Heightened OSHA protections are in effect. Are you in compliance?

June 16, 2017|Lisa Horn

OSHA updated regulations surrounding walking-working surfaces and fall protection systems, and these can be especially pertinent for manufacturers. Review details and applicable deadlines to ensure you are in compliance.

Your employees are the heart of your business. Keeping them safe should be at the core of operational excellence. At the most basic level, you need to ensure your safety systems are in compliance with regulatory standards, so take note of updated Occupational Safety and Health Administration (OSHA) requirements.

OSHA updated their requirements for walking and working surfaces and fall protection systems for general industry, which had not been updated since 1971. The new requirements address standards on slip, trip and fall hazards—the leading cause of worker deaths and lost-workday injuries. It does not affect construction or agricultural standards.

What has changed?

The final rule includes revisions in a number of areas and provides more consistency between general industry and construction industry standards—which may be a welcome change if you perform cross-industry activities. For detailed information, visit the OSHA website.

Fall protection

You must protect workers from fall hazards along unprotected sides or edges that are at least 4 feet above a lower level, as well as implement specific fall protection systems required in certain situations. OSHA provides a list of acceptable fall protection options, giving you the flexibility to choose the one that works best in a given situation and eliminating the requirement to use guardrails as the primary method. Like OSHA's construction standards, the standards also prohibit the use of body belts as part of a personal fall arrest system.

Rope descent systems

Rope descent systems (RDS) can only be used up to a 300-foot height limit, unless you demonstrate it is not feasible or it creates a greater hazard to use any other system above that height. Additionally, you must have written documentation that the permanent building anchorages used for RDS have been tested, certified and maintained appropriately.

Ladder safety requirements

New requirements were established to protect workers from falling off fixed and portable ladders, mobile ladder stands, and platforms. The ladders must be able to support their maximum intended load, while mobile ladder stands and platforms must be able to support four times their maximum intended load. Inspect ladders before their initial use during a work shift and identify any potential injury-causing defects. The new standards also:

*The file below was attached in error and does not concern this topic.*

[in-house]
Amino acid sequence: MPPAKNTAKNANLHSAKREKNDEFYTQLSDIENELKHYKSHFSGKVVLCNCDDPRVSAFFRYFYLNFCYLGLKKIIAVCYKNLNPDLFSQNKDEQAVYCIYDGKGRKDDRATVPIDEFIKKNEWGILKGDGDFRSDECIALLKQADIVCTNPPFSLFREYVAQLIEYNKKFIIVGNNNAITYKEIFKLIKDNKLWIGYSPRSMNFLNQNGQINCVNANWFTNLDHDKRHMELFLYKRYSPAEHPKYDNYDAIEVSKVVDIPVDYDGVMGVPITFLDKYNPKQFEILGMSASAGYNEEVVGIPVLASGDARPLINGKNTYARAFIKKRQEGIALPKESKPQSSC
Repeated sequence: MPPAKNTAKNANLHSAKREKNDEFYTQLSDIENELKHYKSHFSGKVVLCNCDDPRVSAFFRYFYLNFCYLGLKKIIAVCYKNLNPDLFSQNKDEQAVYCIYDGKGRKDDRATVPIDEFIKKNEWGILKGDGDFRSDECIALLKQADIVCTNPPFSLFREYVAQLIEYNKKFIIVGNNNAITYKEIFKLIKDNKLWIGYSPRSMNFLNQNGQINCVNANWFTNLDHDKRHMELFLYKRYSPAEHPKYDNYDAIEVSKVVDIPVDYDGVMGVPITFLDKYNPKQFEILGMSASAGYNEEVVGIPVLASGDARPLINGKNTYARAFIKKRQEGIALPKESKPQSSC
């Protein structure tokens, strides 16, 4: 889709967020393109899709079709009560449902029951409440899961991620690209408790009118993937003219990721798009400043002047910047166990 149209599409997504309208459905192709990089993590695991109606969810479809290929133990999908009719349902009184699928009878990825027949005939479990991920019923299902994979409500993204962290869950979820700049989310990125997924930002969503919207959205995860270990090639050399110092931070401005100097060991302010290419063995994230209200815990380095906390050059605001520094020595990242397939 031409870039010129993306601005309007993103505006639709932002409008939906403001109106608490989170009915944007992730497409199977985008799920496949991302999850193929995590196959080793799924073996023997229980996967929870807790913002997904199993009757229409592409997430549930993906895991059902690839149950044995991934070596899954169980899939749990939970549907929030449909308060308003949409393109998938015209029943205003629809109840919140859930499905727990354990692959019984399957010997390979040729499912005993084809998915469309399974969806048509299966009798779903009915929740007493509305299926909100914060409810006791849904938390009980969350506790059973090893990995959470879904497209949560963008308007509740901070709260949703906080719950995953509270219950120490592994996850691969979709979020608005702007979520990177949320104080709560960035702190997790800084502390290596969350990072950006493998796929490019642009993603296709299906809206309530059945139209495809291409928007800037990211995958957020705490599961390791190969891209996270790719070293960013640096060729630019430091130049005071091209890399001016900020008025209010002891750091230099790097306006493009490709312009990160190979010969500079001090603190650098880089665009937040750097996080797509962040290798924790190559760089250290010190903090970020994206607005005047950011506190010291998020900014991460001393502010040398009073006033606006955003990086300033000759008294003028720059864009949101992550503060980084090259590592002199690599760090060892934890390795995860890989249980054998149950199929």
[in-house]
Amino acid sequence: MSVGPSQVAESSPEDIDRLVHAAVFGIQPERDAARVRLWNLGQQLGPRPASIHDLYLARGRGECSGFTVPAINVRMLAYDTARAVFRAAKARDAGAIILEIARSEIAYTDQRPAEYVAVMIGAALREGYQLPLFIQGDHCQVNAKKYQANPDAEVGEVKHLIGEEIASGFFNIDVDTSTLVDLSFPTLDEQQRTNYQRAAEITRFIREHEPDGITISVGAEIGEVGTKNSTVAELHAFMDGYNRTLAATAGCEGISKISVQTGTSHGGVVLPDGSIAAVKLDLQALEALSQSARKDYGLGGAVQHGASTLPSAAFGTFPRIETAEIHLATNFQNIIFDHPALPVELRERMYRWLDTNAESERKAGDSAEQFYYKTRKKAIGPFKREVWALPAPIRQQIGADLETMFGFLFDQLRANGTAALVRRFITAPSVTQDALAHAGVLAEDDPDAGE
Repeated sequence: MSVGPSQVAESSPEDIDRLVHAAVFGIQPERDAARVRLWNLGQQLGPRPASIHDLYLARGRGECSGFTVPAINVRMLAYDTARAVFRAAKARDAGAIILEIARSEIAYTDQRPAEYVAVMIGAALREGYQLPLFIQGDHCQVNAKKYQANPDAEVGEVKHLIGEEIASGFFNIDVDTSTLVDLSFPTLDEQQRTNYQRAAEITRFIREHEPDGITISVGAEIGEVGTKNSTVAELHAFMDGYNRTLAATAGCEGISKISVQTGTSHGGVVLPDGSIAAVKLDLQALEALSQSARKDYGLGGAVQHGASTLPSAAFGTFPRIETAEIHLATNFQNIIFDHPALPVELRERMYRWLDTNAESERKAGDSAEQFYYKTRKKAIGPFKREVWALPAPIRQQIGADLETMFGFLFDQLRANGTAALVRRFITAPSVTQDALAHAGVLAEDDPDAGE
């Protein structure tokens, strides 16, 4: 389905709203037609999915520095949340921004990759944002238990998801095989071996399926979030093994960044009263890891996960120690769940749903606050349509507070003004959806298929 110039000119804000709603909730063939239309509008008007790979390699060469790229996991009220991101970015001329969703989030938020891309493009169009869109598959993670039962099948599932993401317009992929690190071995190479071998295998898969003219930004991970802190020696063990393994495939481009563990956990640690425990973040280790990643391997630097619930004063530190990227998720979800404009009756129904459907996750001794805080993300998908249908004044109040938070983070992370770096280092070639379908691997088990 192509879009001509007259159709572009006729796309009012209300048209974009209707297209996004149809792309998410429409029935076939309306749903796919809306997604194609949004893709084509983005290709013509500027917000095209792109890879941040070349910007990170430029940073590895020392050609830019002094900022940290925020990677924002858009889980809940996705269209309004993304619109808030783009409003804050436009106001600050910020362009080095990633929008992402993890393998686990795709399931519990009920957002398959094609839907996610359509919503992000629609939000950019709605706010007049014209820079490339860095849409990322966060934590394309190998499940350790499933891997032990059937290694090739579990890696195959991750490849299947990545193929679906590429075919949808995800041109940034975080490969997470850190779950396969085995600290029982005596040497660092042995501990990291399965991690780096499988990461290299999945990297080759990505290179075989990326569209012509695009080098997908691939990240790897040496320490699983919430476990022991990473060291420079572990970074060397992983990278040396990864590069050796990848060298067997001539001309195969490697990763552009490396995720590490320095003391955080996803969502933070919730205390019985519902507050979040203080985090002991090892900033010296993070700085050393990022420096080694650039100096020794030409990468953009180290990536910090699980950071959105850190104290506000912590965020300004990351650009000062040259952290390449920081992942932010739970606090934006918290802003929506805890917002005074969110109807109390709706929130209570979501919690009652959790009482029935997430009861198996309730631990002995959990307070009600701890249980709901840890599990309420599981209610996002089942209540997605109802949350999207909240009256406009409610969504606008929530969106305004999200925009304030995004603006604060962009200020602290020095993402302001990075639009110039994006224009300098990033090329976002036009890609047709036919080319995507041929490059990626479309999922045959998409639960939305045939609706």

• Phase in a requirement that fixed ladders (over 24 feet) must be equipped with ladder safety or personal fall protection systems to prevent workers from falling or arresting their fall before contact with a lower level
  • Phase out the use of qualified climbers in outdoor advertising, thereby eliminating the hazard of workers climbing extended heights on fixed ladders without fall protection

Training and inspection requirements

A qualified person must train workers who use personal fall protection and work in other high hazard situations—and then retrain them as necessary—about fall and equipment hazards, including fall protection systems.

Inspect walking-working surfaces regularly and correct, repair or guard against hazardous conditions as needed.

Implementation guidelines and timeline

Most portions of the rule went into effect January 17, 2017, while others have delayed effective dates, including the following:

  • May 17, 2017: Train workers exposed to fall hazards and those using equipment noted in the updated standard, including fall protection systems and ladder systems
  • November 20, 2017: Inspect and certify permanent anchorages for rope descent systems
  • November 19, 2018: Install personal fall arrest or ladder safety systems on new fixed ladders over 24 feet and on replacement ladders/ladder sections, including fixed ladders on outdoor advertising structures
  • November 19, 2018: Ensure existing fixed ladders over 24 feet, including those on outdoor advertising structures, are equipped with a cage, well, personal fall arrest system or ladder safety system
  • November 18, 2036: Replace cages and wells (used as fall protection) with ladder safety or personal fall arrest systems on all fixed ladders over 24 feet

Remember, regulatory compliance is the foundation and most basic level of your safety system. Look beyond compliance requirements to develop a comprehensive safety system. Then take a big picture look at your operations to achieve overall operational excellence. An operational assessment is a great place to start. It includes a look at safety systems and then takes a deeper dive using outside eyes to find ways to make you efficient and profitable.

For more information about regulatory compliance, safety and how our Operations Consulting team can help you create operational excellence, please contact Lisa Horn, senior manager – operations consulting, at lisa.horn@schencksc.com or any of Schenck’s Operations Consulting team members.

Lisa Horn, CEPA, senior manager – operations consulting, has nearly 20 years of experience leading continuous improvement initiatives in a variety of industries, including manufacturing. She advises senior leaders on strategy and aligns their vision, mission and goals to effectively execute plans that drive organizational success.